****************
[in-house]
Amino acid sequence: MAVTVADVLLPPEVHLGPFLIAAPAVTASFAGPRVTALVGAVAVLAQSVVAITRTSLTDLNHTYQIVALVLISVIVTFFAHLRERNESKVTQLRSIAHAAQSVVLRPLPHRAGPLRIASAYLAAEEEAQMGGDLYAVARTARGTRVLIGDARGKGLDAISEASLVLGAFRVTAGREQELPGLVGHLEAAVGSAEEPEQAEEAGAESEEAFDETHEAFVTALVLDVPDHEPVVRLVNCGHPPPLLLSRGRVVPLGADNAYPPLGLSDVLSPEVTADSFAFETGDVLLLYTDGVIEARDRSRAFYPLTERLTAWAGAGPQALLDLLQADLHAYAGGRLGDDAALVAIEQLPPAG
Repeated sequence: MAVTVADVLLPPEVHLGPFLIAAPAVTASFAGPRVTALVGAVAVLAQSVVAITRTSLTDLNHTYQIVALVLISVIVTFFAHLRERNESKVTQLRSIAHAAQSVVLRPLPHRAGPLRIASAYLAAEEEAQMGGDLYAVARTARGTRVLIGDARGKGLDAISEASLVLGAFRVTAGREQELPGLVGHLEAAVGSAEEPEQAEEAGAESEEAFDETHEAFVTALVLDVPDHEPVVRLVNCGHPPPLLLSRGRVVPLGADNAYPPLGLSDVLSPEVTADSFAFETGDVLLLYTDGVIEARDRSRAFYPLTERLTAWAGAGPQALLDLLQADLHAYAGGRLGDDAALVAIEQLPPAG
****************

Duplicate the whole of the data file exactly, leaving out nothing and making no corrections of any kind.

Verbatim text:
[in-house]
Amino acid sequence: MAVTVADVLLPPEVHLGPFLIAAPAVTASFAGPRVTALVGAVAVLAQSVVAITRTSLTDLNHTYQIVALVLISVIVTFFAHLRERNESKVTQLRSIAHAAQSVVLRPLPHRAGPLRIASAYLAAEEEAQMGGDLYAVARTARGTRVLIGDARGKGLDAISEASLVLGAFRVTAGREQELPGLVGHLEAAVGSAEEPEQAEEAGAESEEAFDETHEAFVTALVLDVPDHEPVVRLVNCGHPPPLLLSRGRVVPLGADNAYPPLGLSDVLSPEVTADSFAFETGDVLLLYTDGVIEARDRSRAFYPLTERLTAWAGAGPQALLDLLQADLHAYAGGRLGDDAALVAIEQLPPAG
Repeated sequence: MAVTVADVLLPPEVHLGPFLIAAPAVTASFAGPRVTALVGAVAVLAQSVVAITRTSLTDLNHTYQIVALVLISVIVTFFAHLRERNESKVTQLRSIAHAAQSVVLRPLPHRAGPLRIASAYLAAEEEAQMGGDLYAVARTARGTRVLIGDARGKGLDAISEASLVLGAFRVTAGREQELPGLVGHLEAAVGSAEEPEQAEEAGAESEEAFDETHEAFVTALVLDVPDHEPVVRLVNCGHPPPLLLSRGRVVPLGADNAYPPLGLSDVLSPEVTADSFAFETGDVLLLYTDGVIEARDRSRAFYPLTERLTAWAGAGPQALLDLLQADLHAYAGGRLGDDAALVAIEQLPPAG